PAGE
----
Student Organizations. English concentrators are encouraged to join the Undergraduate English Association (UEA). The group works closely with the Department in planning activities which serve to strengthen student affiliations with one another, the faculty, and the Department as a whole. Student representatives to the Undergraduate Curriculum Committee are elected from the membership of this group. Mass meetings are held within the first two weeks of each term. For further information contact the Undergraduate Office, 7609 Haven Hall.


Courses in English Language and Literature (Division 361)

124. College Writing: Writing and Literature. ECB writing assessment. (4). (Introductory Composition).

125. College Writing. ECB writing assessment. (4). (Introductory Composition).

217. Literature Seminar. Completion of the Introductory Composition requirement. (3). (HU).

220. Intensive Writing. Open to junior and senior transfer students only. Students must take the ECB Writing Assessment before registering for this course. (2). (Introductory Composition). May be repeated for a total of four credits.

223. Creative Writing. Completion of the Introductory Composition requirement. (3; 2 in the half-term). (HU). May not be repeated for credit.

224. The Uses of Language. Completion of the Introductory Composition requirement. (4). (HU).

225. Argumentative Writing. Completion of the Introductory Composition requirement. (4; 3 in the half-term). (HU).

226. Directed Writing. Permission of instructor. (1-3). (Excl). (INDEPENDENT). May be elected for a total of 3 credits.

227. Introductory Playwriting. (3). (HU).

230. Introduction to Short Story and Novel. (3; 2 in the half-term). (HU).

239. What is Literature? Prerequisite for concentrators in the Regular Program. (3; 2 in the half-term). (HU).

240. Introduction to Poetry. Prerequisite for concentrators in the Regular Program and in Honors. (3; 2 in the half-term). (HU).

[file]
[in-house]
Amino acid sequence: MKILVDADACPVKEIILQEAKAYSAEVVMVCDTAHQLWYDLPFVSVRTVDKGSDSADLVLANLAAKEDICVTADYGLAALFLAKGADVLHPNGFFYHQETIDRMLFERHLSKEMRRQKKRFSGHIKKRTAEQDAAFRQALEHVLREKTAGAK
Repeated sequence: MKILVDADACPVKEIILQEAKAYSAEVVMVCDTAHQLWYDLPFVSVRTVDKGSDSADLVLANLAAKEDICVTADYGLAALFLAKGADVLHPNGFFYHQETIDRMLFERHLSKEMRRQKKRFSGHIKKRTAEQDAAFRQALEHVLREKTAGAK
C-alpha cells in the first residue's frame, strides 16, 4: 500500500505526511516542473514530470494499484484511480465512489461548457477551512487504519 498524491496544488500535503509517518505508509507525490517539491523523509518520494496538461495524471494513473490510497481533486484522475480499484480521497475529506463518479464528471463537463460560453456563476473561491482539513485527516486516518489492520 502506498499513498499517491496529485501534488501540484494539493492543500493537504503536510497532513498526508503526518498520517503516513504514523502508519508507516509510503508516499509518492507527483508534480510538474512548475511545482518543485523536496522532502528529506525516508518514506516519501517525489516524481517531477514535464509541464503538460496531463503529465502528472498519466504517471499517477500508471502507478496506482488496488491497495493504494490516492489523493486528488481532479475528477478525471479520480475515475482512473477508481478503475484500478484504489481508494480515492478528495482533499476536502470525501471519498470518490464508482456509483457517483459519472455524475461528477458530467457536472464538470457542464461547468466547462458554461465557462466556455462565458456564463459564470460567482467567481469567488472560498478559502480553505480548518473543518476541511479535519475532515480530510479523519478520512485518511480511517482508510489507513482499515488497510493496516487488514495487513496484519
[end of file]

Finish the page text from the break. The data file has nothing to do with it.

245/Res. College Hums. 280/Theatre 211. Introduction to Drama and Theatre. (4). (HU).

270. Introduction to American Literature. (3; 2 in the half-term). (HU).

274/CAAS 274. Introduction to Afro-American Literature. (3; 2 in the half-term). (HU).

280. Thematic Approaches to Literature. (3). (HU). May be repeated for credit with department permission.

285. Introduction to Twentieth-Century Literature. (3). (HU).

299. Directed Study. Permission of instructor. (1-3). (Excl). (INDEPENDENT). May be elected for a total of 3 credits.

Primarily for Juniors and Seniors

301. The Power of Words. (4; 3 in the half-term). (Excl).

302. Writing About Good Books. (4). (Excl).

305. Introduction to Modern English. Recommended for students preparing to teach English. (3; 2 in the half-term). (HU).

308. History of the English Language. (3). (HU).

309. American English. (3). (HU).

310. Discourse and Society. (3). (Excl).

315/Women's Studies 315. Women and Literature. (3; 2 in the half-term). (HU). May be repeated for credit with department permission.

316. Intellectual Problems in Literature. (3). (HU). May be repeated for credit with department permission.

317. Literature and Culture. (3; 2 in the half-term). (HU). May be repeated for credit with department permission.

318. Literary Types. (3). (HU). May be repeated for credit with department permission.

319. Literature and Social Change. (3). (HU). May be repeated for credit with department permission.

320/CAAS 338. Literature in Afro-American Culture. (3). (HU). May be repeated for credit with department permission.

323. Creative Writing. Junior standing and written permission of instructor. (3). (Excl). May be repeated for credit with department permission.

325. Essay Writing: The Art of Exposition. (4; 3 in the half-term). (Excl).

329. Practical English. (4). (Excl).

340. Reading and Writing Poetry. (3). (Excl).

350. Literature in English to 1660. (4). (Excl).

351. Literature in English after 1660. (4). (Excl).

367. Shakespeare's Principal Plays. (4; 3 in the half-term). (HU).

368. Shakespeare's Principal Plays, II. II. (4). (HU).

370. Studies in Medieval and Renaissance Literature. (4; 3 in the half-term). (Excl). May be repeated for credit with department permission.

371. Studies in Literature, 1600-1830. (4; 3 in the half-term). (Excl). May be repeated for credit with department permission.

372. Studies in Literature, 1830-Present. (4; 3 in the half-term). (Excl). May be repeated for credit with department permission.

391. Honors Survey: Medieval English Literature. Admission to the English Honors Program. (3). (Excl).

392. Honors Survey: Renaissance English Literature. Admission to the English Honors Program. (3). (Excl).

393. Honors Survey: Eighteenth-Century English Literature. Admission to the English Honors Program. (3). (Excl).

394. Honors Survey: History of Literary Theory. Admission to the English Honors Program. (3). (Excl).